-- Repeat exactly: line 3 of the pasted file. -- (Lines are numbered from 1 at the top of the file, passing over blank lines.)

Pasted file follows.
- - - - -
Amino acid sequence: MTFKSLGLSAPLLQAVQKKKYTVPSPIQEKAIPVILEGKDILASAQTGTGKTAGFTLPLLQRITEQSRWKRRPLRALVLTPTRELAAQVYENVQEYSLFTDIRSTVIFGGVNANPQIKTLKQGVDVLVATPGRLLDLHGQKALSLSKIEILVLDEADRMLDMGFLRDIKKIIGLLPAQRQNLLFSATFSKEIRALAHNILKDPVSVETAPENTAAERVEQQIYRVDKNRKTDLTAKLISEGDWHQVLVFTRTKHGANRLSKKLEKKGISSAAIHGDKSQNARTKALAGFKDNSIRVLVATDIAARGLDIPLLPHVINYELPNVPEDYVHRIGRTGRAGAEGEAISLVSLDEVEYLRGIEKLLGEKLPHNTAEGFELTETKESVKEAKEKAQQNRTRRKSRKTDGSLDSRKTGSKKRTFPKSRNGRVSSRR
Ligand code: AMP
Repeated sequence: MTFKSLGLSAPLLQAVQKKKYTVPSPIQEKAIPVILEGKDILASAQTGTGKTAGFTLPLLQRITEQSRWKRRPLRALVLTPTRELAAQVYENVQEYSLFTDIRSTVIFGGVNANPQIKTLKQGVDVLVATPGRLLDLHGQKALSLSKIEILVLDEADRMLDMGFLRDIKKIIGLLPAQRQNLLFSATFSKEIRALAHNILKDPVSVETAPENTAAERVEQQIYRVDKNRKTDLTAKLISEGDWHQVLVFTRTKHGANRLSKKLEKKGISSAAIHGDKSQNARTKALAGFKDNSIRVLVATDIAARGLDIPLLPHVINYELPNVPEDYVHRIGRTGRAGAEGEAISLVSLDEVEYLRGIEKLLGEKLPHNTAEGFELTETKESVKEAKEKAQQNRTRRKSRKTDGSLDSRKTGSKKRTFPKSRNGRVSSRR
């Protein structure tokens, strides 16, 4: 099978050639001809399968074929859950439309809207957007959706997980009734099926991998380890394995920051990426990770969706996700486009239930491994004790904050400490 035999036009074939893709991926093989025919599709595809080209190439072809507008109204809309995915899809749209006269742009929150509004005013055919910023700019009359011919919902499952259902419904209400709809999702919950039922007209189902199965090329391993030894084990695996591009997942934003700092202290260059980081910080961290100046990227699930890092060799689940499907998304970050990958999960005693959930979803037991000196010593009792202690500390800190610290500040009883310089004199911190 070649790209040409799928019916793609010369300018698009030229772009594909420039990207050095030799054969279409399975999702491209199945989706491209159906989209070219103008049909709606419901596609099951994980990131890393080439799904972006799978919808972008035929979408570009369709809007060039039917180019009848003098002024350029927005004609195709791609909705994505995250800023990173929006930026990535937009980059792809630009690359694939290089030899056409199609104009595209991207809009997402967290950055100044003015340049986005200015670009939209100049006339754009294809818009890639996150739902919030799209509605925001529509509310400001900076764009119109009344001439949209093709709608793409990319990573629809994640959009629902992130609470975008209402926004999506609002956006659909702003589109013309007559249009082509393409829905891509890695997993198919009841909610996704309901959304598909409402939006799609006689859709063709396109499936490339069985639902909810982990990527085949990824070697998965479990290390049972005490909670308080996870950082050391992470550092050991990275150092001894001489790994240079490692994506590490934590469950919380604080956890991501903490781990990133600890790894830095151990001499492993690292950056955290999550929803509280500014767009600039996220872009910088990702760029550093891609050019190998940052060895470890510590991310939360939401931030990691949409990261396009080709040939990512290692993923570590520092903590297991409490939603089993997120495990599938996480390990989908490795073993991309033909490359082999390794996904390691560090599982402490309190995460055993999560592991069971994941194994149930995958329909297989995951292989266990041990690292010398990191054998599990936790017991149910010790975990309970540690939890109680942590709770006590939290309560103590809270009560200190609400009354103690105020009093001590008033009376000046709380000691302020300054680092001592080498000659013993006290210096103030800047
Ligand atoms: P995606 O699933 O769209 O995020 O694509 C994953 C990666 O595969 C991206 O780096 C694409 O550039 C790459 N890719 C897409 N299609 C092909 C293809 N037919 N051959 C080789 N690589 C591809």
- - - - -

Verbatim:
Repeated sequence: MTFKSLGLSAPLLQAVQKKKYTVPSPIQEKAIPVILEGKDILASAQTGTGKTAGFTLPLLQRITEQSRWKRRPLRALVLTPTRELAAQVYENVQEYSLFTDIRSTVIFGGVNANPQIKTLKQGVDVLVATPGRLLDLHGQKALSLSKIEILVLDEADRMLDMGFLRDIKKIIGLLPAQRQNLLFSATFSKEIRALAHNILKDPVSVETAPENTAAERVEQQIYRVDKNRKTDLTAKLISEGDWHQVLVFTRTKHGANRLSKKLEKKGISSAAIHGDKSQNARTKALAGFKDNSIRVLVATDIAARGLDIPLLPHVINYELPNVPEDYVHRIGRTGRAGAEGEAISLVSLDEVEYLRGIEKLLGEKLPHNTAEGFELTETKESVKEAKEKAQQNRTRRKSRKTDGSLDSRKTGSKKRTFPKSRNGRVSSRR